You may have noticed that the state of science education has been in the news lately because of the perceived problems in science, technology, engineering and mathematics education. While much of this activity has been centered on K-12 education, its impact can also be felt in higher education, where there is now greater emphasis on active engagement versus passive lecturing.
You may have noticed that the state of science education has been very much in the news of late, including reports from the National Academies (1) and editorials and articles in Science, the New York Times and the Wall Street Journal (2 – 4). Responses to the perceived problems in science, technology, engineering and mathematics education include calls for revised MCAT and College Advanced Placement exams, better science and mathematics standards (frameworks), and the appointment of prominent scientists, focused on education, to positions high in the government. While much of this activity has been centered on K-12 education, its impact can also be felt in higher education, where there is now greater emphasis on active engagement versus passive lecturing (5).
You might well ask yourself what drew so much attention to this subject – what is the evidence that our educational system is doing a bad job, that it needs reform? Early hints came from the work of Treagust and Hestenes and colleagues, together with an awareness that grades and conceptual understanding are not always correlated (6). One also can do one’s own experiments – ask students or colleagues to describe the evidence that respiration and photosynthesis share a common evolutionary origin, explain why oil and water do not mix, describe the mechanisms by which mutations lead to novel phenotypes or consider whether DNA is inherently more or less stable than protein. The answers, or more often the hemming and hawing, might surprise you.
The recent emphasis on the science education system is based in large part on the perceived need to broaden the appeal of science and deepen appreciation for the scientific approach’s value when thinking about a wide range of phenomena. While the current system is demonstrably adequate for those who succeed in it, it actively discourages the majority of students. All too often, the function of a science or math course is perceived by students (and, sadly, by some faculty) as a sorting mechanism rather than an opportunity to learn (and teach). This is a perception that can lead to the loss of important contributions and talent as well as misunderstanding of and hostility toward science within the broader community.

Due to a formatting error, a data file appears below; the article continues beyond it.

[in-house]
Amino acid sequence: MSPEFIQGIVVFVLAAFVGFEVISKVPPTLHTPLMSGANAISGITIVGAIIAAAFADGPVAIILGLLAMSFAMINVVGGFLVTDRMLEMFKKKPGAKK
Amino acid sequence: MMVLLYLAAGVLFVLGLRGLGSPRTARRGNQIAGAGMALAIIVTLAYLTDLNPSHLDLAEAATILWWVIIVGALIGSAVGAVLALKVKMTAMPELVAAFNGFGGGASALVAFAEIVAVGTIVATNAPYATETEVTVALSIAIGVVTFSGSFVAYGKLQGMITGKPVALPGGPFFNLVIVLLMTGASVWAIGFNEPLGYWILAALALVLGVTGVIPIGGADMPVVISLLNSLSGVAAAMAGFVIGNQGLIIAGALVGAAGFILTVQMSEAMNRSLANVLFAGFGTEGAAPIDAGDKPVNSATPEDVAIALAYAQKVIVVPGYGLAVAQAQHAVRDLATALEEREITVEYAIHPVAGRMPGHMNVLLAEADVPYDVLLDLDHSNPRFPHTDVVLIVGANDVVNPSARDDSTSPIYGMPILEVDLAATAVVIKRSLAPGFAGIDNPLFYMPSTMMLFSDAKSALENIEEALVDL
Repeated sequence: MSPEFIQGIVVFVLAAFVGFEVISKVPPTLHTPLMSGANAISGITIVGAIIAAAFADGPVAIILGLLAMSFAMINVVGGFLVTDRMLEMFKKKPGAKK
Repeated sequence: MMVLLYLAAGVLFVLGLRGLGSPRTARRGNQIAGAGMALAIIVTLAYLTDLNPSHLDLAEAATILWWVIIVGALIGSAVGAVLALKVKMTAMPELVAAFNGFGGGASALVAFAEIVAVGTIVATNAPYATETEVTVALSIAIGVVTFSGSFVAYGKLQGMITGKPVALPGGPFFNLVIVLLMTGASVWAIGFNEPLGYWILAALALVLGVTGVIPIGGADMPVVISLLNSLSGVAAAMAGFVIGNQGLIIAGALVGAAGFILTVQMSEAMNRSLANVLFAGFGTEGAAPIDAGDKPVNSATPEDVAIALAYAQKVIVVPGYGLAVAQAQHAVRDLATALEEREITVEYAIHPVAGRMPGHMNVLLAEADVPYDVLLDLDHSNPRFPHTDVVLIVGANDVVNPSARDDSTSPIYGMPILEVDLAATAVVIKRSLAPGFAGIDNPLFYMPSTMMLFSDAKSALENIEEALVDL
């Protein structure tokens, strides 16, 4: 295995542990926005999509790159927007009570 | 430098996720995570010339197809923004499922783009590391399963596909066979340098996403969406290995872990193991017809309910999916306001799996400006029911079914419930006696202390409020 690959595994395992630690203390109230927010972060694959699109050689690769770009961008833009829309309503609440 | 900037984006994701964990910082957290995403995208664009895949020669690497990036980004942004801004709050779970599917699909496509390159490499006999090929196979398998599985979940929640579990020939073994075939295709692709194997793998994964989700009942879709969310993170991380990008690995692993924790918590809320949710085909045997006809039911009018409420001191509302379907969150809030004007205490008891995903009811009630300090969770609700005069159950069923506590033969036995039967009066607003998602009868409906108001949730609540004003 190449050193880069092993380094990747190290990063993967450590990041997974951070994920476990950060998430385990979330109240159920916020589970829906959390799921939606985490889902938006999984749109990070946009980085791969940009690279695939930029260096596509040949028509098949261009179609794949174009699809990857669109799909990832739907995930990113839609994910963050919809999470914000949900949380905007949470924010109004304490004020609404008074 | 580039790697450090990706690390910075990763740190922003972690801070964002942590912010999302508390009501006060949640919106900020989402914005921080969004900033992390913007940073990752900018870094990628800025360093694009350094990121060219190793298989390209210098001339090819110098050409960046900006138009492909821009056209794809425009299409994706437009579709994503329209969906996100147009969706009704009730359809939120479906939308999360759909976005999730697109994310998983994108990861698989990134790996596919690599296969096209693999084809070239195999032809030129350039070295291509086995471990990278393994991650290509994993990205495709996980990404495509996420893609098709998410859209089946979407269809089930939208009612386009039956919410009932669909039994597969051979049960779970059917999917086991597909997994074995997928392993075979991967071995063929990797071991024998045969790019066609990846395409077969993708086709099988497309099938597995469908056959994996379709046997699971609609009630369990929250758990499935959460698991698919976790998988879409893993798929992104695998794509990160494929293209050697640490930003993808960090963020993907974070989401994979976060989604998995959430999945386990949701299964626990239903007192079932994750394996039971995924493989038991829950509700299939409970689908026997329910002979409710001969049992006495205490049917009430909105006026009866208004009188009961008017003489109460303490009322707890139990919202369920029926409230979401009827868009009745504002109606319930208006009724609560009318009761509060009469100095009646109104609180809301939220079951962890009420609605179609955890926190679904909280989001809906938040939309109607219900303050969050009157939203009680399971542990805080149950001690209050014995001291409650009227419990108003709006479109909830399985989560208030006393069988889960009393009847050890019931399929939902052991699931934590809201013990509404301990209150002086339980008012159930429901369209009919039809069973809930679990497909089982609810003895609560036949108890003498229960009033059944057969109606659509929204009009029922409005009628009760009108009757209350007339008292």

Recently, there have been a number of encouraging developments. For example, there is an increased emphasis on learning goals for science courses and curricula, although how far this has moved into the consciousness of most science educators is unclear. While learning goals are critical for effective instruction, they are essentially meaningless without a close link to informative assessment. Accreditation bodies, who you might think would be interested in the assessment of learning, only rarely require this type of data. Goals and assessments form complementary parts of a dialectic. The assessments needed are quite different from typical course exams (and assessments that correlate with exams are more or less superfluous). The types of assessments needed are those designed to reveal whether particular goals are realistic, whether they are being met, and if not, what is going wrong – they need to map out how students are thinking about a particular idea.
In this light, it is critical that when a learning goal is formulated it is also illustrated: What exactly does it mean to achieve that goal? What kinds of questions should students be able to answer, and what should their answers contain? Such assessments dig deeper than the typical exam for a number of reasons (6, 7) and serve to provide feedback on the learning goals themselves as well as the pedagogical strategies used to attain them. Often authentic assessments (like Socratic dialogues) are uncomfortable for both the student and the instructor, since they are designed to reveal the limits of understanding rather than to identify who is paying attention. A simple strategy, applied to a multiple-choice question, is to ask students to explain why incorrect choices are wrong. This forces students to become explicit (and instructors to hear) about their understanding of both the question and the proffered response. When carried out rigorously, this dialectic between goals and assessments often reveals that apparently simple goals are quite complex and that students may not be prepared, either by curricular prerequisites or by their current instructional experiences, to address them. It also can reveal serious holes in students’ understanding and, by implication, holes in course and curricular design.